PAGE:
2.8. Actin Polymerization Assay

Dendritic cells infected or not with L. amazonensis, L. braziliensis or L. infantum were fixed with 4% (v/v) paraformaldehyde for 15 min, washed with PBS, and submitted to cytospinning. Coverslips were quenched with 15 mM NH4Cl for 20 min and washed three times with PBS, incubated in blocking solution (3% (v/v) BSA in PBS) for 1 h, washed three times with PBS, permeabilized with 0.15% (v/v) saponin–PBS for 15 min, and then incubated with 1:500 rabbit anti-Rac1 (2.5 ng/mL) (BD Biosciences, catalog number 610650), 1:200 mouse anti-Cdc42 (1 ng/mL) (Invitrogen, catalog number PA1-092X), 1:200 rabbit anti-RhoA (1 µg/mL) (Invitrogen, catalog number 0SR00266W) and 1:1200 phalloidin (1 µg/mL) (Invitrogen, catalog number A12379). All antibodies were diluted in 1% (v/v) PBS + 0.15% (v/v) BSA saponin for 1 h. Subsequently, anti-rabbit Alexa fluor 552 (0.02 µg/µL) (Molecular Probes, catalog number A32740), anti-mouse Alexa fluor 594 (0.02 µg/µL) (Molecular Probes, catalog number A1011) or anti-rabbit Alexa fluor 488 (0.02 µg/µL) (Molecular Probes, catalog number A32732) was added for 1 h. Cells were mounted with Prolong Gold antifade reagent with DAPI for nuclear staining (Invitrogen). Images were acquired on a Leica confocal microscope using a 63×/1.4 objective and analyzed using Fiji Image J software.

2.9. CCR7 Analysis

hDCs infected or not with L. amazonensis, L. braziliensis or L. infantum were stained with FITC anti-human CD197 [CCR7] (2 µg/mL) (Biolegend, catalog number 353215) and anti-CD11c (5 µg/mL) (Biolegend, catalog number 117301) and incubated on ice for 30 min. Cells were then washed twice with 1 mL of cold stain buffer (2% (v/v) FBS in PBS 1X) and centrifuged at 300× g for 10 min at 4 °C. Finally, the supernatant was aspirated, and the pellet was resuspended in 200 μL of cold stain buffer. Data were collected on an LSR Fortessa flow cytometer (BD Biosciences, Franklin Lakes, NJ, USA) and analyzed using FACSDiva software version 8.0 (BD Biosciences, Franklin Lakes, NJ, USA).

2.10. Statistical Analysis

All experiments were repeated three times and, after verifying data normality, data were analyzed by two-tailed Student’s t-test or ANOVA using GraphPad Prism software. Results were considered significant when p < 0.05.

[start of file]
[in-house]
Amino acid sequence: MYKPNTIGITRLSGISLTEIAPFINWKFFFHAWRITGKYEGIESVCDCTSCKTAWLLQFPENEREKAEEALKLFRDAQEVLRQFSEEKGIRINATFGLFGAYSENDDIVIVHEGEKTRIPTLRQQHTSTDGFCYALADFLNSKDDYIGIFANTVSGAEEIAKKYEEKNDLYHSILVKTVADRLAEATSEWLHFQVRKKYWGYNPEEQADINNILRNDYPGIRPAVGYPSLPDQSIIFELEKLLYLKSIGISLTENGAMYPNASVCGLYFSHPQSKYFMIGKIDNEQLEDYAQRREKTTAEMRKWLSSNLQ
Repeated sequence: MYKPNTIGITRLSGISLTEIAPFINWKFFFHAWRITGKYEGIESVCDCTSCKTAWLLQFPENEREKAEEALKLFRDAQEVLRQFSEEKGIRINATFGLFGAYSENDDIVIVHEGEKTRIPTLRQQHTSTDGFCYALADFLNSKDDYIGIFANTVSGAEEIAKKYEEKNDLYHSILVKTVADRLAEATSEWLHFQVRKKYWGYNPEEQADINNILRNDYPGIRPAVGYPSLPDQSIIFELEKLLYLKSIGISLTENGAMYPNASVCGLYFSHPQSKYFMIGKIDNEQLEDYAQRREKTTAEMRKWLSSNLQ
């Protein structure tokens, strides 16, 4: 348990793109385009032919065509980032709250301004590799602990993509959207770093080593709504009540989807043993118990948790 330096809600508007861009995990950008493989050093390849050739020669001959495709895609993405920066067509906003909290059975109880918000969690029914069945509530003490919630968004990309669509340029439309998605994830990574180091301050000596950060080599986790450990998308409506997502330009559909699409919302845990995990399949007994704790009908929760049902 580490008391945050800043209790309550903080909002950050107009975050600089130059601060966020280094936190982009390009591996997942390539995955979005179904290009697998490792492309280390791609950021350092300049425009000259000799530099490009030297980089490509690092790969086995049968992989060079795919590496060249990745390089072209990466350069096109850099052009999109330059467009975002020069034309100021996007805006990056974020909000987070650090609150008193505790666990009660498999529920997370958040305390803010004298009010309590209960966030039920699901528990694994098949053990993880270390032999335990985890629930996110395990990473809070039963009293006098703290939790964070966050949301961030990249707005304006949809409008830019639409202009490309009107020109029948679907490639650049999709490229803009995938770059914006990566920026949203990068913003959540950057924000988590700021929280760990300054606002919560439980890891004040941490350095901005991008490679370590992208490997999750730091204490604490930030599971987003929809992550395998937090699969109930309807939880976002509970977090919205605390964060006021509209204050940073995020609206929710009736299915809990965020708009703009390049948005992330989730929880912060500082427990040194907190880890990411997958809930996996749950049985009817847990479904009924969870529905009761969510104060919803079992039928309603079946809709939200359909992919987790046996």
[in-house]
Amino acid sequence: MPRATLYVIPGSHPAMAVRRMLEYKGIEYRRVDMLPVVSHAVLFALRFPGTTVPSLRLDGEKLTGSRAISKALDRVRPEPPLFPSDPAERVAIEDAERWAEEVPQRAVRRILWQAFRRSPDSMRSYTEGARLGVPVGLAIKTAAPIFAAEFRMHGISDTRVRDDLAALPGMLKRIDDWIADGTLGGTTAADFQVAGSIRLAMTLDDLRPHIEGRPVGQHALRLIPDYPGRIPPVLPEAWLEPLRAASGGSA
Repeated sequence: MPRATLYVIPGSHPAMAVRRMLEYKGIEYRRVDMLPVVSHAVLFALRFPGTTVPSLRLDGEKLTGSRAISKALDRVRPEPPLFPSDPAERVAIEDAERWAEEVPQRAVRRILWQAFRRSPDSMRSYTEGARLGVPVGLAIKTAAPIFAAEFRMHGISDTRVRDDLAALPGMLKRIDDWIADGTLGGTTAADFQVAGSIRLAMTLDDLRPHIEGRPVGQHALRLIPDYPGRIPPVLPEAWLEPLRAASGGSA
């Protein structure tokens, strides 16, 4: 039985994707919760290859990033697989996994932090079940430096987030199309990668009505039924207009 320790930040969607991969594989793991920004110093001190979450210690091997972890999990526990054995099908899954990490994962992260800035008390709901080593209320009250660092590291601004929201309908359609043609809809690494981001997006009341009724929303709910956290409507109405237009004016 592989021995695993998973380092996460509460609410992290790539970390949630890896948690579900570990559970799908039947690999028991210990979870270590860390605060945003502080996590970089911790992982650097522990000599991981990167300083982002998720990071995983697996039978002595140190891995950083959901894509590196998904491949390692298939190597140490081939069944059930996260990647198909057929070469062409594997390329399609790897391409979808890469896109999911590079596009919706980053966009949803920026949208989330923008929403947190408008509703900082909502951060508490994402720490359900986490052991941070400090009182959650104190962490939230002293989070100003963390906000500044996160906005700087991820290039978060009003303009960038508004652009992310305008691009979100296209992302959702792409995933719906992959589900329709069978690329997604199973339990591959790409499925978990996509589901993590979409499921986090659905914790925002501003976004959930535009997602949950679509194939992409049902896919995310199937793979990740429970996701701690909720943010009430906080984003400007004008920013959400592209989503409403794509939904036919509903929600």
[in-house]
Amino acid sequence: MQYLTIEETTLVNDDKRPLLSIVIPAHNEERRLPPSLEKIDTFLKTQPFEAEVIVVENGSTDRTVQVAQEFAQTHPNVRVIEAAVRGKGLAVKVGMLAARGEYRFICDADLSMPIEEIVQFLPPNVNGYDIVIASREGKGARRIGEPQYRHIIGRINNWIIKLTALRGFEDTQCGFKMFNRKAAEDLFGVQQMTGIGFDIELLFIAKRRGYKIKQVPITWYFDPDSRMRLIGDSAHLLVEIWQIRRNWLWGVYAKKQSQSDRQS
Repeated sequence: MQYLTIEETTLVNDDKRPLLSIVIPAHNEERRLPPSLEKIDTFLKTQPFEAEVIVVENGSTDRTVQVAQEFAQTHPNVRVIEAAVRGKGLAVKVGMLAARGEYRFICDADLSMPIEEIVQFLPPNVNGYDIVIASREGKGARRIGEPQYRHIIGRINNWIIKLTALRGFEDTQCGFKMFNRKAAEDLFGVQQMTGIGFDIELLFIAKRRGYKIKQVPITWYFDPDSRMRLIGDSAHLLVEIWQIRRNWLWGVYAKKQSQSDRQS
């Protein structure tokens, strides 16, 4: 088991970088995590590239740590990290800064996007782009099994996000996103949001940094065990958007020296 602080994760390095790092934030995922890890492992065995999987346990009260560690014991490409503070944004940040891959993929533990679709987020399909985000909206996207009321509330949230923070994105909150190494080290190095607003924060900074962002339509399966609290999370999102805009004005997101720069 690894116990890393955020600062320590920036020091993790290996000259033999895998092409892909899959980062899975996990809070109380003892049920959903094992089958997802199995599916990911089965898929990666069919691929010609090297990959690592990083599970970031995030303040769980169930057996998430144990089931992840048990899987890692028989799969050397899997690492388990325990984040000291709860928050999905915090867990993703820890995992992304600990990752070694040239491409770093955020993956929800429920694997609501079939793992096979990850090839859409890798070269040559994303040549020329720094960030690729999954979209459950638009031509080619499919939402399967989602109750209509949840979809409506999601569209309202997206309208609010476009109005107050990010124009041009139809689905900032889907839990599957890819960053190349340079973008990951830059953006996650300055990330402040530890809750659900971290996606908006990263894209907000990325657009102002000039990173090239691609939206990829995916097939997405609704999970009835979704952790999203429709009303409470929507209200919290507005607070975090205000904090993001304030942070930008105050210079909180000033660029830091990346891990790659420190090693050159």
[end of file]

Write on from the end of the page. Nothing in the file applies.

3. Results

3.1. Kinetics of hDC Infection with L. amazonensis, L. braziliensis or L. infantum

The kinetic analysis of hDC infection involving promastigotes of L. amazonensis (10:1), L. braziliensis (10:1) or L. infantum (20:1) revealed that the percentage of infected cells and the number of parasites per infected cell were similar among all infected cell groups at 4 h after infection. Cells were then washed and re-incubated for 6, 12, 24 or 48 h. On average, 4–5 parasites were observed per cell in all groups, and around 55% infected cells observed per group (Figure 1).

3.2. Increased hDC Migration in L. infantum Infection

To evaluate the impact of infection by L. amazonensis, L. braziliensis or L. infantum on hDC migration, the ability of these cells to migrate directionally in response to CCL3, a chemokine that regulates DC migration, was analyzed. Our results demonstrated significantly greater migration in L. infantum-infected hDCs compared to uninfected DCs. A transient increase was seen in the migration of L. amazonensis-infected DCs for up to 12 h after infection. Notably, the migration of L. braziliensis-infected hDCs was reduced at all timepoints analyzed. Importantly, no changes were observed in migration rates among uninfected groups compared to those incubated with zymosan (Figure 2).

3.3. L. infantum Induces hDC Expression of Adhesion Complex Proteins and Actin Polymerization

To investigate adhesion complex formation in hDCs and the potential role of this complex in migration induced by L. infantum, we analyzed pFAK and p-paxillin expression in the context of infection by L. amazonensis, L. braziliensis and L. infantum. Fluorescence analysis indicated increased FAK and paxillin expression following L. infantum infection compared to uninfected controls. In contrast, reduced levels of FAK and paxillin were found in response to L. amazonensis or L. braziliensis infection, compared to the control group (Figure 3).